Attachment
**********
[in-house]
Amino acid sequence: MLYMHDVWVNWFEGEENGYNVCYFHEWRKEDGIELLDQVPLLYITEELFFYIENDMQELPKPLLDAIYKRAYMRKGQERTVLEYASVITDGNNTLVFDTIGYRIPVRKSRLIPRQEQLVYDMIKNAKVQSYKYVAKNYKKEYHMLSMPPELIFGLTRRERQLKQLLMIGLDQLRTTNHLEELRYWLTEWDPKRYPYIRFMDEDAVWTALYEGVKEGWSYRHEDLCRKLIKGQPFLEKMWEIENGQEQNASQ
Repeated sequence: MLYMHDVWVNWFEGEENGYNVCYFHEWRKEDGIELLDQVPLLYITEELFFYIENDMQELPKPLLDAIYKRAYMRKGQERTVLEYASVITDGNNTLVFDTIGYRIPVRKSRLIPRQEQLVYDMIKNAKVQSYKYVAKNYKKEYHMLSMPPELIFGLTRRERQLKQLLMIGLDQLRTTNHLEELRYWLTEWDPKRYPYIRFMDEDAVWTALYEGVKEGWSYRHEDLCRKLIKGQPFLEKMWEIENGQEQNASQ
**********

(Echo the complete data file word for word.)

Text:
[in-house]
Amino acid sequence: MLYMHDVWVNWFEGEENGYNVCYFHEWRKEDGIELLDQVPLLYITEELFFYIENDMQELPKPLLDAIYKRAYMRKGQERTVLEYASVITDGNNTLVFDTIGYRIPVRKSRLIPRQEQLVYDMIKNAKVQSYKYVAKNYKKEYHMLSMPPELIFGLTRRERQLKQLLMIGLDQLRTTNHLEELRYWLTEWDPKRYPYIRFMDEDAVWTALYEGVKEGWSYRHEDLCRKLIKGQPFLEKMWEIENGQEQNASQ
Repeated sequence: MLYMHDVWVNWFEGEENGYNVCYFHEWRKEDGIELLDQVPLLYITEELFFYIENDMQELPKPLLDAIYKRAYMRKGQERTVLEYASVITDGNNTLVFDTIGYRIPVRKSRLIPRQEQLVYDMIKNAKVQSYKYVAKNYKKEYHMLSMPPELIFGLTRRERQLKQLLMIGLDQLRTTNHLEELRYWLTEWDPKRYPYIRFMDEDAVWTALYEGVKEGWSYRHEDLCRKLIKGQPFLEKMWEIENGQEQNASQ